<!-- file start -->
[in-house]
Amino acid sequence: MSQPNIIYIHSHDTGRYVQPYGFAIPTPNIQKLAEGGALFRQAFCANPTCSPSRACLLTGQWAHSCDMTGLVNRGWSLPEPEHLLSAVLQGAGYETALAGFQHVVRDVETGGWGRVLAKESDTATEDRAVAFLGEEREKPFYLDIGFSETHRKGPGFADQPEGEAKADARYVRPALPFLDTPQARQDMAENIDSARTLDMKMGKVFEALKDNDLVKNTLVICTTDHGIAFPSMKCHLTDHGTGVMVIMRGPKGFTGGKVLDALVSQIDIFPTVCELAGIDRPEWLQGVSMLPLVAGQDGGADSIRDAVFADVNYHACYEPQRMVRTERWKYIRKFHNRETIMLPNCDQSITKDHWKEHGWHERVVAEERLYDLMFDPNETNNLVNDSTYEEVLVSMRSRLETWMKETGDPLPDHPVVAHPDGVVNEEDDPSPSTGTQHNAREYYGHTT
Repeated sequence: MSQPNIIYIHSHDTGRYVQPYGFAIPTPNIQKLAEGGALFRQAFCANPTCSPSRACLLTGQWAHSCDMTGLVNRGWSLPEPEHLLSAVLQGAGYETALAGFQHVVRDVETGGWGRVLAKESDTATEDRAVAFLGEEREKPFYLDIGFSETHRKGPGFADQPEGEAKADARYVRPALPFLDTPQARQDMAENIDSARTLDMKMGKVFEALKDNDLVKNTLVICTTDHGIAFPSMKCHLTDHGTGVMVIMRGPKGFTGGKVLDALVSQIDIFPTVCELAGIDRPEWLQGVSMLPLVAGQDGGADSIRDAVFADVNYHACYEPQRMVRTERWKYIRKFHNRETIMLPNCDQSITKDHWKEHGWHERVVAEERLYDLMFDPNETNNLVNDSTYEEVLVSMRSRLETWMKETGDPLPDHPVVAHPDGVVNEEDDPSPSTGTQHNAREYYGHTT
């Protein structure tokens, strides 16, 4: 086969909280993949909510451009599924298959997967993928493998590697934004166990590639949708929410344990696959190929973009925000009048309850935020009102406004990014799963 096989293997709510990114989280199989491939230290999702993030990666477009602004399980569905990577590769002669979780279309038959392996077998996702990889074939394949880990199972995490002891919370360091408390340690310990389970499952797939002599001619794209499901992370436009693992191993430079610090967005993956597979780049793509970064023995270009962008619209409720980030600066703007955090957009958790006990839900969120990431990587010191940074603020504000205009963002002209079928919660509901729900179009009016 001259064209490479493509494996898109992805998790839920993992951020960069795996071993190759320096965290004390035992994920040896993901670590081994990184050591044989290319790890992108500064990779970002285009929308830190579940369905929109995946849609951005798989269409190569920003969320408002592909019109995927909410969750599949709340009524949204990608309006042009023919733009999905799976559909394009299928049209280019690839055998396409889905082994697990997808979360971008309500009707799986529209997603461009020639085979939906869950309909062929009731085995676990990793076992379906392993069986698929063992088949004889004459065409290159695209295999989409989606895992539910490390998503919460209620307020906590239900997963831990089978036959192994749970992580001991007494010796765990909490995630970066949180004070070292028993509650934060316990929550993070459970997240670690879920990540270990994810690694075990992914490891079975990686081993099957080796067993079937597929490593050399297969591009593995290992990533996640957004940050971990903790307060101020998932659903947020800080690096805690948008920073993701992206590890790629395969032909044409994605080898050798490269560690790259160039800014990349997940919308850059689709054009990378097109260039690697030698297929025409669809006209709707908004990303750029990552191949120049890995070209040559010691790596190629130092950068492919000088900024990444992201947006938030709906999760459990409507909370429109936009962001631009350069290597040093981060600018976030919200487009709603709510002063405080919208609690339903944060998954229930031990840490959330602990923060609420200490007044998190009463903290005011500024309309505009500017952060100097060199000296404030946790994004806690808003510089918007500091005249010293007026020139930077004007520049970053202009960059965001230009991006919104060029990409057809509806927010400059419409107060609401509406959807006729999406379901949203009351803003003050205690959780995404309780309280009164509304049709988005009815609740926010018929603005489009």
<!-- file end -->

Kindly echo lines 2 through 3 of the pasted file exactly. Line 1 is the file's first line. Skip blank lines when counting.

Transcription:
Amino acid sequence: MSQPNIIYIHSHDTGRYVQPYGFAIPTPNIQKLAEGGALFRQAFCANPTCSPSRACLLTGQWAHSCDMTGLVNRGWSLPEPEHLLSAVLQGAGYETALAGFQHVVRDVETGGWGRVLAKESDTATEDRAVAFLGEEREKPFYLDIGFSETHRKGPGFADQPEGEAKADARYVRPALPFLDTPQARQDMAENIDSARTLDMKMGKVFEALKDNDLVKNTLVICTTDHGIAFPSMKCHLTDHGTGVMVIMRGPKGFTGGKVLDALVSQIDIFPTVCELAGIDRPEWLQGVSMLPLVAGQDGGADSIRDAVFADVNYHACYEPQRMVRTERWKYIRKFHNRETIMLPNCDQSITKDHWKEHGWHERVVAEERLYDLMFDPNETNNLVNDSTYEEVLVSMRSRLETWMKETGDPLPDHPVVAHPDGVVNEEDDPSPSTGTQHNAREYYGHTT
Repeated sequence: MSQPNIIYIHSHDTGRYVQPYGFAIPTPNIQKLAEGGALFRQAFCANPTCSPSRACLLTGQWAHSCDMTGLVNRGWSLPEPEHLLSAVLQGAGYETALAGFQHVVRDVETGGWGRVLAKESDTATEDRAVAFLGEEREKPFYLDIGFSETHRKGPGFADQPEGEAKADARYVRPALPFLDTPQARQDMAENIDSARTLDMKMGKVFEALKDNDLVKNTLVICTTDHGIAFPSMKCHLTDHGTGVMVIMRGPKGFTGGKVLDALVSQIDIFPTVCELAGIDRPEWLQGVSMLPLVAGQDGGADSIRDAVFADVNYHACYEPQRMVRTERWKYIRKFHNRETIMLPNCDQSITKDHWKEHGWHERVVAEERLYDLMFDPNETNNLVNDSTYEEVLVSMRSRLETWMKETGDPLPDHPVVAHPDGVVNEEDDPSPSTGTQHNAREYYGHTT